Cycling has increased significantly across the U.S. in recent years. With compounding factors like public health concerns and rising gas prices, the cycling boom shows no signs of waning. For many, biking has served as the gateway to other forms of alternative transportation broadly dubbed “micromobility”, or more specifically, “electric mobility.” For the micromobility-curious among you, let’s dive in to all the fun new ways to get around that don’t involve a gas pump.
Micromobility refers to lightweight personal vehicles, generally used to travel shorter distances. More often than not, micromobility refers to electric motor-powered personal vehicles such as e-bikes or e-scooters, but also includes traditional bikes, scooters, and even skateboards.
As the name suggests, electric mobility (or e-mobility) includes electric powered vehicles such as e-bikes, e-mopeds, e-scooters such as those found at RideSWFT, and even passenger vehicles like electric cars and buses. For our purposes, we’re focusing specifically on personal electric mobility.
Also known as e-bikes, electric bikes make a great alternative to public transportation or even cars or traditional biking when you’d rather not show up in a sweat. Equipped with rechargeable batteries, e-bikes are ridden like traditional bicycles, with the bonus power of a motor that activates while you pedal to help you along - aka pedal-assist. Some e-bikes like SWFT’s also feature a throttle function to keep you going, which means you can forgo pedaling all together if you choose. Their low-profile means you can easily park alongside other bicycles or store it inside. E-bikes are typically designated as Class 1, 2, or 3 according to available features and maximum speeds. For example, SWFT e-bikes fall under the Class 2 category meaning they feature both pedal assist and throttle with a maximum assisted speed of 20 mph.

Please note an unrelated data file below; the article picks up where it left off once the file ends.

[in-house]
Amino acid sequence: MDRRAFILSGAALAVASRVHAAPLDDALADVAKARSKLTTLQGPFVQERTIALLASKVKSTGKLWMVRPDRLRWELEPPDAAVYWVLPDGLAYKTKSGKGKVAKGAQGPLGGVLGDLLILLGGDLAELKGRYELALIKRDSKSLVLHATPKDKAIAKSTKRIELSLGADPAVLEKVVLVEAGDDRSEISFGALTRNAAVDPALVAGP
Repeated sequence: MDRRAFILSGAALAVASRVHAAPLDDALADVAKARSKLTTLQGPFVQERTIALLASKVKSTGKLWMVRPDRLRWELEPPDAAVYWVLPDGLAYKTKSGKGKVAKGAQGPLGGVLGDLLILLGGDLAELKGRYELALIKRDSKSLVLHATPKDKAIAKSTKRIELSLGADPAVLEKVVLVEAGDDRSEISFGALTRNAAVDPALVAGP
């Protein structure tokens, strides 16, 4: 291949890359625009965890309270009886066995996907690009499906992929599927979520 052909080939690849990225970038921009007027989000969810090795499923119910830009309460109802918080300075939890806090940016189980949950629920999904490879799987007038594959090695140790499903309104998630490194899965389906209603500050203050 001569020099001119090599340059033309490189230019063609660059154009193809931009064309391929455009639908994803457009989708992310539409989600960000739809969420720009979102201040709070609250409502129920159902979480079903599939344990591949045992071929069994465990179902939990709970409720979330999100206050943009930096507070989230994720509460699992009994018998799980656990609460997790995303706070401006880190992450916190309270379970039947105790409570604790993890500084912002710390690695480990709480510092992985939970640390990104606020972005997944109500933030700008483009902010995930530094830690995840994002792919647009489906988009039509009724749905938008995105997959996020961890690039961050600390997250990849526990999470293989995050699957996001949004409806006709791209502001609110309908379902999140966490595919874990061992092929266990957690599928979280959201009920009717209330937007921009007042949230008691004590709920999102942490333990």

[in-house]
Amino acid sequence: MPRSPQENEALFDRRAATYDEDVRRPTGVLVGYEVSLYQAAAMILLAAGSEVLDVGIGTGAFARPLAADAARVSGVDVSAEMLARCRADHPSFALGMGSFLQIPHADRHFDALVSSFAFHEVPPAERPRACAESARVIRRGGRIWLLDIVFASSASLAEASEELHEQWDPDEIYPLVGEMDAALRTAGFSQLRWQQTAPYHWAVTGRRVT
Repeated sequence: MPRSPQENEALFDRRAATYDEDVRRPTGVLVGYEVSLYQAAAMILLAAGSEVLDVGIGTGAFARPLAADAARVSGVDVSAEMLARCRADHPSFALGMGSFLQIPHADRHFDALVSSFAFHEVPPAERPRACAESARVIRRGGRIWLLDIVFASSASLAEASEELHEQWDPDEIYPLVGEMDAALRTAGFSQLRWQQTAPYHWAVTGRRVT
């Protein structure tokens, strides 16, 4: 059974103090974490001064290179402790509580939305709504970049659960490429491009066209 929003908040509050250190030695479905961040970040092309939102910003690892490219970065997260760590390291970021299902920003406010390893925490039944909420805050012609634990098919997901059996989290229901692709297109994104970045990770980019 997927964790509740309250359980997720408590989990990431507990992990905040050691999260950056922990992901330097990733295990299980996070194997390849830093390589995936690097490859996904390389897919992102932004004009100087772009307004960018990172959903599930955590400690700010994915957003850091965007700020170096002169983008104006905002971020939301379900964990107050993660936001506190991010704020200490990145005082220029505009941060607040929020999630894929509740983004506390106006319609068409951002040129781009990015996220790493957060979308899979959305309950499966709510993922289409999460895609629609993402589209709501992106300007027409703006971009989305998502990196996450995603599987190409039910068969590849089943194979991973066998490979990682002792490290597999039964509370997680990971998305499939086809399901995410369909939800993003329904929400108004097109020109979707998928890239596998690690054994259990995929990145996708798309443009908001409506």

Officially, a moped is a low-power lightweight motorized bicycle - hence the “mo” for motor and “ped” for pedals. However, the meaning has evolved colloquially to what we sometimes also refer to as scooters (think Audrey Hepburn in Roman Holiday). The terms can generally be used interchangeably, but a good rule of thumb is that the smaller lightweight personal vehicle that sometimes folds is a scooter and never a moped. E-mopeds typically have a step-through design with a seat and enclosed motor and a floorbed for your feet. They are more compact and easy to maneuver than a motorcycle, and more robust than bicycles, usually with an extended seat for another passenger and hidden storage for your belongings.
While the term “e-scooter” can also refer to mopeds (confusing we know), the familiar childhood personal vehicle with two small wheels and floorboard to stand on that often folds for storage or carrying is always a scooter - just ask Google image search. If you’re a sucker for nostalgia you’re in luck; the familiar toy is all grown up. The humble scooter has transformed into an increasingly popular transportation alternative with brands like SWFT creating sturdier motorized scooter models for teens and adults that feature air-filled high-tread tires, rechargeable batteries, and speeds up to 20 mph.
Whatever your preference, electric mobility offers new fun and efficient ways to get around and it’s rise in popularity signals hope for the e-movement and our collective power to curb carbon emissions and have fun doing it.